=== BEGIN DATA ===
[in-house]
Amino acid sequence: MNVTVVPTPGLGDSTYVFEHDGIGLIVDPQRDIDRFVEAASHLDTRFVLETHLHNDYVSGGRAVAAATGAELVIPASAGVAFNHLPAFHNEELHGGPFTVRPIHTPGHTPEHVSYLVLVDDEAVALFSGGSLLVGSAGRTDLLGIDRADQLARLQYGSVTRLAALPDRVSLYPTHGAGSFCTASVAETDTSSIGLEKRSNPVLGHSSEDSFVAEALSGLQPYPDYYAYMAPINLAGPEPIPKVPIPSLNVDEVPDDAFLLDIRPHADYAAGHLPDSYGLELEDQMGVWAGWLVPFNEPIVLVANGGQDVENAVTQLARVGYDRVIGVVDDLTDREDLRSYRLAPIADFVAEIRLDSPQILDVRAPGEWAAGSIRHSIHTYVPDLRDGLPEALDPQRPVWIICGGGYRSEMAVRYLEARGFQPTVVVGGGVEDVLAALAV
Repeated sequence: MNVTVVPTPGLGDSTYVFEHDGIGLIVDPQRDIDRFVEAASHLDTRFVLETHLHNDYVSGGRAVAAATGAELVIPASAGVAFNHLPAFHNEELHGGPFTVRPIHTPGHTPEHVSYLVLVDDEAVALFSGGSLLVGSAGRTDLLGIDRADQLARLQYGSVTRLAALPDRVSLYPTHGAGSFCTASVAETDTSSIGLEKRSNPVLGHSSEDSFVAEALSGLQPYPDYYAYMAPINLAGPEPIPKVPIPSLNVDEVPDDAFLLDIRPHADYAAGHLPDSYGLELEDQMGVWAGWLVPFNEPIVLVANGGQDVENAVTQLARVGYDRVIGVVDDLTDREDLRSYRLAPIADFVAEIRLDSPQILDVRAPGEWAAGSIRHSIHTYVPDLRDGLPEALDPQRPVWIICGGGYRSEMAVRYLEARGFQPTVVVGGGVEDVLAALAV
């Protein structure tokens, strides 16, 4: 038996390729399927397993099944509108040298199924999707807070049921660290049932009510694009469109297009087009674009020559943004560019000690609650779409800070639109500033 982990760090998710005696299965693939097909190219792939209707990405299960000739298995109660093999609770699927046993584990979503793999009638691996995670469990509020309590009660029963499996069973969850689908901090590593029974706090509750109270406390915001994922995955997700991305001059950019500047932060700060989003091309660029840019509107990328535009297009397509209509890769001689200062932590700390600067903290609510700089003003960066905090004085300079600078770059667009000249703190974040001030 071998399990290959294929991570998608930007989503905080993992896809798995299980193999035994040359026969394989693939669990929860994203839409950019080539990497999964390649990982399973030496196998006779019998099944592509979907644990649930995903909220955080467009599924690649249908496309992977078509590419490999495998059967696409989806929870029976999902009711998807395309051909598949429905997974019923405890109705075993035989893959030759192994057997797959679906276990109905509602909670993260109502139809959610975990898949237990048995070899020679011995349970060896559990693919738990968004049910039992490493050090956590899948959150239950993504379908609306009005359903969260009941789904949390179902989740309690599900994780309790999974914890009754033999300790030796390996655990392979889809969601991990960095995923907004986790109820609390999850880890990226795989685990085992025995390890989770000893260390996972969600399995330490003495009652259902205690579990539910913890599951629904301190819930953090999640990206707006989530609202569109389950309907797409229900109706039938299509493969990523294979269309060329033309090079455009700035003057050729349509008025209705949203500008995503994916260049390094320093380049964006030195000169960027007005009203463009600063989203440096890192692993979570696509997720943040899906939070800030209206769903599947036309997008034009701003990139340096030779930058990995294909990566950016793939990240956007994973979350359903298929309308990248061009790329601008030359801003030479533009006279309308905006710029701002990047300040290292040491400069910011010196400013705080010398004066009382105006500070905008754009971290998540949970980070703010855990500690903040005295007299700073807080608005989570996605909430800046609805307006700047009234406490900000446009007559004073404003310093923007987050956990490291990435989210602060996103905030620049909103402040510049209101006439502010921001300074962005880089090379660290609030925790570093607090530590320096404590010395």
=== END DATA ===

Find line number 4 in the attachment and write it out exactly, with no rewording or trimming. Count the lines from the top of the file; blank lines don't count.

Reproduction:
């Protein structure tokens, strides 16, 4: 038996390729399927397993099944509108040298199924999707807070049921660290049932009510694009469109297009087009674009020559943004560019000690609650779409800070639109500033 982990760090998710005696299965693939097909190219792939209707990405299960000739298995109660093999609770699927046993584990979503793999009638691996995670469990509020309590009660029963499996069973969850689908901090590593029974706090509750109270406390915001994922995955997700991305001059950019500047932060700060989003091309660029840019509107990328535009297009397509209509890769001689200062932590700390600067903290609510700089003003960066905090004085300079600078770059667009000249703190974040001030 071998399990290959294929991570998608930007989503905080993992896809798995299980193999035994040359026969394989693939669990929860994203839409950019080539990497999964390649990982399973030496196998006779019998099944592509979907644990649930995903909220955080467009599924690649249908496309992977078509590419490999495998059967696409989806929870029976999902009711998807395309051909598949429905997974019923405890109705075993035989893959030759192994057997797959679906276990109905509602909670993260109502139809959610975990898949237990048995070899020679011995349970060896559990693919738990968004049910039992490493050090956590899948959150239950993504379908609306009005359903969260009941789904949390179902989740309690599900994780309790999974914890009754033999300790030796390996655990392979889809969601991990960095995923907004986790109820609390999850880890990226795989685990085992025995390890989770000893260390996972969600399995330490003495009652259902205690579990539910913890599951629904301190819930953090999640990206707006989530609202569109389950309907797409229900109706039938299509493969990523294979269309060329033309090079455009700035003057050729349509008025209705949203500008995503994916260049390094320093380049964006030195000169960027007005009203463009600063989203440096890192692993979570696509997720943040899906939070800030209206769903599947036309997008034009701003990139340096030779930058990995294909990566950016793939990240956007994973979350359903298929309308990248061009790329601008030359801003030479533009006279309308905006710029701002990047300040290292040491400069910011010196400013705080010398004066009382105006500070905008754009971290998540949970980070703010855990500690903040005295007299700073807080608005989570996605909430800046609805307006700047009234406490900000446009007559004073404003310093923007987050956990490291990435989210602060996103905030620049909103402040510049209101006439502010921001300074962005880089090379660290609030925790570093607090530590320096404590010395």